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Flashing Before My Eyes

A True Story

They say that before we pass, die, say goodbye, whatever you call our departure from this earth, well they say you see your life flash before your eyes. I don’t know about that ‘yet’, but I’ve come close and what I saw was horrific, enlightening and plain old scary.

You see some years ago, under an absolute mountain of pressure that included threats of being murdered after a good old fashion torture session, bouts of homelessness, loss of all income and a blood family that weren’t worth the…well, I’ll leave that one there.

After all this I took to the booze. Now nobody forced the glass to my lips, but plenty helped me lift it there. Plenty were culpable in their guilt and despite my best efforts, in the end, I couldn’t stop the tide. There was so much pressure that a mental health professional slipped up when she said, “No wonder you drink too bloody much Simon.”

So then I did the maths and I saw my wife, I saw my children, I saw the life I could have once the madness stops, once the pressure has been stemmed and yes, once I controlled the drink and it didn’t control me.

And so I stopped. I stopped overnight and the consequence of my foolishness in doing so was a screen show of all that had gone before me, hence “my life flashing before my eyes.”

Music and the carnival had always had a place in my heart and so I thought it very good of whomever, to put on a show on my first day of sobriety.

There they were on the roof of the house next door. All the children waving from the carousel, sat on the colourful animals as they span and span around along to the men and women playing the banjo. All this whilst the BBC filmed on, making a film just for me.

My wife Julie didn’t enjoy the show as much as I did. Why would she? She just didn’t see it like me.

So the poor girl packs me off to bed, begging me to get to sleep, but how does a man sleep when the star of the front cover of James Herbert’s ‘The Rats’ comes jumping out of the wall to attack you?

All this whilst the Beatle’s ‘Here Comes the Sun,’ provides the sing-along. Tell you what, that rat had a crap voice.

But I got it and I understood, Julie was tired, she needed sleep so as she drifted off (holding my hand), I had a very serious conversation with the talking lampshade. It was my aunty you know.

Well the next day, don’t get me started. Who the hell had turned our bedroom into a war zone from Beirut itself? Doesn’t a wife know how to make a bed? Covers, sheets, pillows and furniture everywhere.

I’ll ask the seven police officers coming up my stairs. After all, they aren’t really there, are they?

But they were indeed real, and they were here to cart me off to the hospital.

“For your own good Simon,” they said, and they were right.

They were right because the first thing I saw when I got there was my childhood hero, Peter Pan and his Lost Boys, all playing nicely in the wigwam in the garden.

I must say, they drew funny looks from the doctor who didn’t share my joy. Much the same as Julie the night before really.

Moved to a ward I was and low and behold, I was in for another treat. John Merrick, the Elephant Man himself, and the best book I read as a teenager! He was only sitting in the bed opposite me and we had a grand old chat!

Wasn’t so good after he went home though. No, not so good at all. It went downhill then.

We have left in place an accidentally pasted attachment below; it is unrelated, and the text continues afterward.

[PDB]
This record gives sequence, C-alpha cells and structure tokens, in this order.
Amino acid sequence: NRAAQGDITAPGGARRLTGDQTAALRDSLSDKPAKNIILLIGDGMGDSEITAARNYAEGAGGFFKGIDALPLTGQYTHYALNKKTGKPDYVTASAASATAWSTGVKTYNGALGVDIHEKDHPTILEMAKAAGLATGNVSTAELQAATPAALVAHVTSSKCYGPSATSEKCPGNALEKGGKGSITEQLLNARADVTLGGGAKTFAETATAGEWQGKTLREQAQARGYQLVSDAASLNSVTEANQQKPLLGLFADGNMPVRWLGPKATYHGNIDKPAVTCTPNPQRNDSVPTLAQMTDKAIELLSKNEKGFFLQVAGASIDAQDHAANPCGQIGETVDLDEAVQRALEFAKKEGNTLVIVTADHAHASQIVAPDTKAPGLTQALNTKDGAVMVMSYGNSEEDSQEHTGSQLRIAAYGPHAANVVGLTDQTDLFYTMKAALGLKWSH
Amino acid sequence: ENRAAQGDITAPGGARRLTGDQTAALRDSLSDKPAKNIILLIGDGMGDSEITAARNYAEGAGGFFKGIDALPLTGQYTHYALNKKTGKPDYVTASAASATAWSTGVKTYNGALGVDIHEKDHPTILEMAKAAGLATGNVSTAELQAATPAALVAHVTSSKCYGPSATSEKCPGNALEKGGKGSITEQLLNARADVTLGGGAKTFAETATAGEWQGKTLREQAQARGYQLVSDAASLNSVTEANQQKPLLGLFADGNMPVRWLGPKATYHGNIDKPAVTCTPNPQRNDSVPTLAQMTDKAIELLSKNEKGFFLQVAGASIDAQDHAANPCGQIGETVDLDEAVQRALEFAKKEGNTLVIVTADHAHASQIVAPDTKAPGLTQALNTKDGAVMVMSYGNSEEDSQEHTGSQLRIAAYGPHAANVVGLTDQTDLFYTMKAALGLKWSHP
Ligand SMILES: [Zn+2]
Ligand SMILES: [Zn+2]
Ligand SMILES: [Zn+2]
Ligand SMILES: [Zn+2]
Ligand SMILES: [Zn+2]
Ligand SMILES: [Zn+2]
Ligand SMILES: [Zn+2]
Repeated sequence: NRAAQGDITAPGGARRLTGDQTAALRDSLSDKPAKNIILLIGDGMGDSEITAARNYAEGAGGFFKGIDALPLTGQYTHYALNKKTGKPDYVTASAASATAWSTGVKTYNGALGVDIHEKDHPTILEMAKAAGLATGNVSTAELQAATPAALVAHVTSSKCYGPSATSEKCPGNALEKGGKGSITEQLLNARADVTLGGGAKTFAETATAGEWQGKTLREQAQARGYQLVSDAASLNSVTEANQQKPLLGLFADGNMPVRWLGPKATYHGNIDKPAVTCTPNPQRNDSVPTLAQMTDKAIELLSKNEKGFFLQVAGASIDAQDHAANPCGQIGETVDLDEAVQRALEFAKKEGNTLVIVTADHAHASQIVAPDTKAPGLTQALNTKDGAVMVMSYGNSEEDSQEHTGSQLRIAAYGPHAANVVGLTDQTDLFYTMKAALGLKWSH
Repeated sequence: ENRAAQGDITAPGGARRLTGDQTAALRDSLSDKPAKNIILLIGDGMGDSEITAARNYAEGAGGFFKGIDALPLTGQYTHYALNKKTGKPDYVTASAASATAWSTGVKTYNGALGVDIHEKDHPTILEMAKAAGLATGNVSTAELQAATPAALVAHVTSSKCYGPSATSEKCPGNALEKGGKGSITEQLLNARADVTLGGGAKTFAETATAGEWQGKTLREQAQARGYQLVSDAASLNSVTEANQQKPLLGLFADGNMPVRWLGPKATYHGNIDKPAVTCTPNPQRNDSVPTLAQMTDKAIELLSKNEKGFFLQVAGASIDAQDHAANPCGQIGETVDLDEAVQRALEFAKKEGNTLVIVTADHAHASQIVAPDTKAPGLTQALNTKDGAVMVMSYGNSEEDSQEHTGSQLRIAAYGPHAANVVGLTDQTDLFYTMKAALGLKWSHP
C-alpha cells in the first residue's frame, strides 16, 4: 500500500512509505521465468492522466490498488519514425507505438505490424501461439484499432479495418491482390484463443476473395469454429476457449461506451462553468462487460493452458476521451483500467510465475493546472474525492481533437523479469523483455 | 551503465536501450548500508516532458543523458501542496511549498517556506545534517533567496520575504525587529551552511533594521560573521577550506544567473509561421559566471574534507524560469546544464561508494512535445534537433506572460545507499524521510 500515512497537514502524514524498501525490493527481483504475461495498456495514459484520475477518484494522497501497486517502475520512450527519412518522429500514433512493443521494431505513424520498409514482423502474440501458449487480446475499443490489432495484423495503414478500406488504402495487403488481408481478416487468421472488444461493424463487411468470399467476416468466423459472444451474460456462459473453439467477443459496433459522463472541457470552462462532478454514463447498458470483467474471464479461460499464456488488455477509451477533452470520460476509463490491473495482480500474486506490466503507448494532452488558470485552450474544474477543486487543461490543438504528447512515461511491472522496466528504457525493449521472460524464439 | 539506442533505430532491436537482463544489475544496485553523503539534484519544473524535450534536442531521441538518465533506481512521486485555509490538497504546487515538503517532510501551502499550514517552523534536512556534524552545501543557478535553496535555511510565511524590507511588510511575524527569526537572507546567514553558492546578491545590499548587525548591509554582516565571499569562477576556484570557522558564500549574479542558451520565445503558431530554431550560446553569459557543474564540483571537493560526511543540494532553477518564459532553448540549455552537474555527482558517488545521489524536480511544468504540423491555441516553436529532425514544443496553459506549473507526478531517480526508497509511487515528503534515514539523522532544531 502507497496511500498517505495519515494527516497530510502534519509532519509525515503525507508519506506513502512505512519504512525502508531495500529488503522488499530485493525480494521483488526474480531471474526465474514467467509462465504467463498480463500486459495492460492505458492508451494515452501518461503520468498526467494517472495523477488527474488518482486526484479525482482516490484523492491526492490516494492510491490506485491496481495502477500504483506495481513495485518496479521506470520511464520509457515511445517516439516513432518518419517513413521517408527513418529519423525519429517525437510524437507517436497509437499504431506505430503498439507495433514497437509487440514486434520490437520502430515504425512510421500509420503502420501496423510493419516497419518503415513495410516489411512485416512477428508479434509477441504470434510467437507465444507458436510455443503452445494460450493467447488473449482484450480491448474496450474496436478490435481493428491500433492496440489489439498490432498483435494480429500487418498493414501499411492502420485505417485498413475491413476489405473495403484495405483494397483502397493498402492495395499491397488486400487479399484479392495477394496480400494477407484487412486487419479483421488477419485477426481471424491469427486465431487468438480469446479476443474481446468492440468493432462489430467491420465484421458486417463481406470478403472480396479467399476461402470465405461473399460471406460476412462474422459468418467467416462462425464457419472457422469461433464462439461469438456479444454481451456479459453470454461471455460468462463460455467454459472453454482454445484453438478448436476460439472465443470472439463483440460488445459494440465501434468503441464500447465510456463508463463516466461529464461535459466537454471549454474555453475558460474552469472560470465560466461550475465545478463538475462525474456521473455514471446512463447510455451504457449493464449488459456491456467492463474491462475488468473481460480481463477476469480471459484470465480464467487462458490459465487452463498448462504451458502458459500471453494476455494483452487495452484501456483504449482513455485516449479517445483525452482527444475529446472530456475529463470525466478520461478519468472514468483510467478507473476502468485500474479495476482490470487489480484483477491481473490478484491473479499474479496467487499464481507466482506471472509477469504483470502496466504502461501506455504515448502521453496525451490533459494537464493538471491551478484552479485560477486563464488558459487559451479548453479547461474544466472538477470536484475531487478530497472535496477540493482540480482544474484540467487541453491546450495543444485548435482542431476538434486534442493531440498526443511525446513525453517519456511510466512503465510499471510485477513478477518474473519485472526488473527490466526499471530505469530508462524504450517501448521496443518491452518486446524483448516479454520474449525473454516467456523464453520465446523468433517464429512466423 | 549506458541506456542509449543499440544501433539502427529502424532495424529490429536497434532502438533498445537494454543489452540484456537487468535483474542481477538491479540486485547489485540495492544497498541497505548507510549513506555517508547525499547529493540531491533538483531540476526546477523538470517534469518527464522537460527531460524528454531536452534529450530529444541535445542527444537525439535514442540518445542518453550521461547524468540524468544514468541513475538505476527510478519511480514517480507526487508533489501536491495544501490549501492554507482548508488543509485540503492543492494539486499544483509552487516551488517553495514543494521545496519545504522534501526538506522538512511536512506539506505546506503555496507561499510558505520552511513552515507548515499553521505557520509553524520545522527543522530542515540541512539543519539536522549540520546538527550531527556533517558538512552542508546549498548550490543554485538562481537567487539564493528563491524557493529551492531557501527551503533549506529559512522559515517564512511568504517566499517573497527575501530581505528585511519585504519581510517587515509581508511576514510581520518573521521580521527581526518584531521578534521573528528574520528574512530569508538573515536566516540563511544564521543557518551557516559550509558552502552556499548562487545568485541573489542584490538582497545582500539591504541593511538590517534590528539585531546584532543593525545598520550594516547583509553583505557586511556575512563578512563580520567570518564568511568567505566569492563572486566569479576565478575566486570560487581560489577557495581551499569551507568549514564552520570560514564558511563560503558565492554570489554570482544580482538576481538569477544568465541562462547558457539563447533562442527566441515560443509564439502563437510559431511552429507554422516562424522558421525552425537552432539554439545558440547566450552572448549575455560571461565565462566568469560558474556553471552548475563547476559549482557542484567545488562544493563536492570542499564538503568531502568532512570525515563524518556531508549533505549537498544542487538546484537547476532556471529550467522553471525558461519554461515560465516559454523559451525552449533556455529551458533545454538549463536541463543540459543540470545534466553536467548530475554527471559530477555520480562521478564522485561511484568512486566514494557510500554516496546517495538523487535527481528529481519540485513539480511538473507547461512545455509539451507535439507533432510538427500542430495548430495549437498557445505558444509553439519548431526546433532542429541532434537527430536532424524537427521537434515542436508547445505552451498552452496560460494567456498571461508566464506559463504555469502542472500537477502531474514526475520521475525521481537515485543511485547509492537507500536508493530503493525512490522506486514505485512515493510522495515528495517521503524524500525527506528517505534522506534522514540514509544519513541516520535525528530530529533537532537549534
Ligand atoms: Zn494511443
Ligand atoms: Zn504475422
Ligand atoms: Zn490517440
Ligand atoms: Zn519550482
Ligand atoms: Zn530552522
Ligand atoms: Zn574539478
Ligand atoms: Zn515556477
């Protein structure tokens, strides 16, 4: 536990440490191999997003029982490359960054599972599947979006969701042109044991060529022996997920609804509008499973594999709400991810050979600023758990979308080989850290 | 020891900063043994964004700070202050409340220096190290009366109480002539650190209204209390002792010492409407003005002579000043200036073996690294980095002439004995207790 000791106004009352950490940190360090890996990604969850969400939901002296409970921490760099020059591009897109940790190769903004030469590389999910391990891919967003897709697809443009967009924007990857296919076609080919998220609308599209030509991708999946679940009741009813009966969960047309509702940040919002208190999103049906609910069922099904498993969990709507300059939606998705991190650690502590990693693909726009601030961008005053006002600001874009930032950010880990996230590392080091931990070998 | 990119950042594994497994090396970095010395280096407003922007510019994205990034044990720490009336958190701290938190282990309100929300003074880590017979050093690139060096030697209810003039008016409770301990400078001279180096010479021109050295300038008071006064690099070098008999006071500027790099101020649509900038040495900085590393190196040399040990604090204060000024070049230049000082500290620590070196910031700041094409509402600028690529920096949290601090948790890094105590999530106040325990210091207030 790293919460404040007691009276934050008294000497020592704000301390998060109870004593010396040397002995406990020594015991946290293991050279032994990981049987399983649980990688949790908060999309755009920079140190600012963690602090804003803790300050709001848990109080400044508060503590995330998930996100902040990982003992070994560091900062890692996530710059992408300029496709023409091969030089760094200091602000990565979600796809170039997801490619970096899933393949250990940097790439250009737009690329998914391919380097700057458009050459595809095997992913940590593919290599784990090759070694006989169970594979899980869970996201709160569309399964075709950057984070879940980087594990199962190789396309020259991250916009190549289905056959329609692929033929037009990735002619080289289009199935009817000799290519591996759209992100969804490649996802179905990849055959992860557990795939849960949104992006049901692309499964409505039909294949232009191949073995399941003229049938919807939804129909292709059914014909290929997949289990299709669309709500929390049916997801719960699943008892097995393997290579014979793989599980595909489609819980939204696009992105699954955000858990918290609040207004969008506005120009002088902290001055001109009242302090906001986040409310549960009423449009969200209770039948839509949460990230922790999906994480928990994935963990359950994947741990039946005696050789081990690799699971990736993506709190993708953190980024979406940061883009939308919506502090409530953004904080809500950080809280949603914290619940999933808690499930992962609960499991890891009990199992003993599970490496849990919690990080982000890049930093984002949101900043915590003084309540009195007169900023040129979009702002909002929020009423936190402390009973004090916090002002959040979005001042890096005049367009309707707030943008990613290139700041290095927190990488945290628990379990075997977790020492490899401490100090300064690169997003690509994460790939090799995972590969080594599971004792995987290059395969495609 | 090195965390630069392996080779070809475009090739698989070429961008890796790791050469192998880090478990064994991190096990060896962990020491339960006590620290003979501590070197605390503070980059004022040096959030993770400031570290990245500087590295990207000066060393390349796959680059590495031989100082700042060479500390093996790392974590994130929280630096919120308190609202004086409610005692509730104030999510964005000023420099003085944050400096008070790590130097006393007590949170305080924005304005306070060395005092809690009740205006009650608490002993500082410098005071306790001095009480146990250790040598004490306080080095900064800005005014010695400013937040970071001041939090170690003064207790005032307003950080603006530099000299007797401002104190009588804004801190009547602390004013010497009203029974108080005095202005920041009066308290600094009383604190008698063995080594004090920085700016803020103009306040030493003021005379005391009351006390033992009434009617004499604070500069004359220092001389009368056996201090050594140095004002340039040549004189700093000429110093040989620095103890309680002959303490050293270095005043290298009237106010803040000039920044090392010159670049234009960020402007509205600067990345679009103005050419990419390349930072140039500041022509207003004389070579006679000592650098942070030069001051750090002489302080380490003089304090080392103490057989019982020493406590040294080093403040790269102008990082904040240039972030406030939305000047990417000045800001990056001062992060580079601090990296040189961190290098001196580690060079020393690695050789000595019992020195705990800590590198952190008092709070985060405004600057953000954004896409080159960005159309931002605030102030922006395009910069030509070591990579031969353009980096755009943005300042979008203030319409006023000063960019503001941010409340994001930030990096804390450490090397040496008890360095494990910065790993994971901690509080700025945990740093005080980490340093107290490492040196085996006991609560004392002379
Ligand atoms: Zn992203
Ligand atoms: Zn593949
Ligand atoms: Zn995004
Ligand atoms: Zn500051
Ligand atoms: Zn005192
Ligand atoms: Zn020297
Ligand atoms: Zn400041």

My good old pops had assured me, from a very early age, that I was destined to go to jail, just as he had. This despite, I was a good kid and never in trouble.

His promises to make sure I went there carried on into my adulthood and the son of a bitch said he even knew people there who were going to rape me, and this my readers, is a truth. His legacy was not a symptom of withdrawal.

What was though, was the two inmates who had escaped from Walton Jail and sat behind the curtain, signalling they were going to cut my throat.

“Your dad sent us,” they said.

As I made my escape, I hid in the labour room, only it was a labour room full of men and their blood, as babies tried to claw their way out of the father’s bodies.

Sedated (again), placed in bed (again) and told if I didn’t stop, I would be sectioned (a first time) I bloody well stopped.

Both time and the threat of being institutionalised soon sobered me the f**k up.

Apparently, nights passed, illusions slowly disappeared, and the family sat waiting. Real family I mean, wife and children, not the other type.

One of the other types was there when I woke though. There out of guilt, I don’t doubt, but my trip down memory lane and the thought of all I had to lose made me stronger.

It was just a few weeks after that, after much soul searching, that I realised I no longer needed two things in my life. A poisonous father and four bottles of brandy and ten bottles of wine a week.

I needed to get fit, I needed to improve my writing, and I needed to be a better husband and father.

I put the hours in, I put the effort in, and I put the love in. The love I got back in abundance. The first two my lovely tribe never needed to put in anyway.

Today, if you find yourself in my company you might see me enjoy a glass of wine. You will never see me need one again and there is a massive difference.

When the time comes for it to pass before my eyes for real, I’ll know I’ve done my best at this life.

Simon is the author of An Everyday Warrior, available here.

If you would like to interview Simon for your podcast, radio show or television program, please contact me, Julie, at

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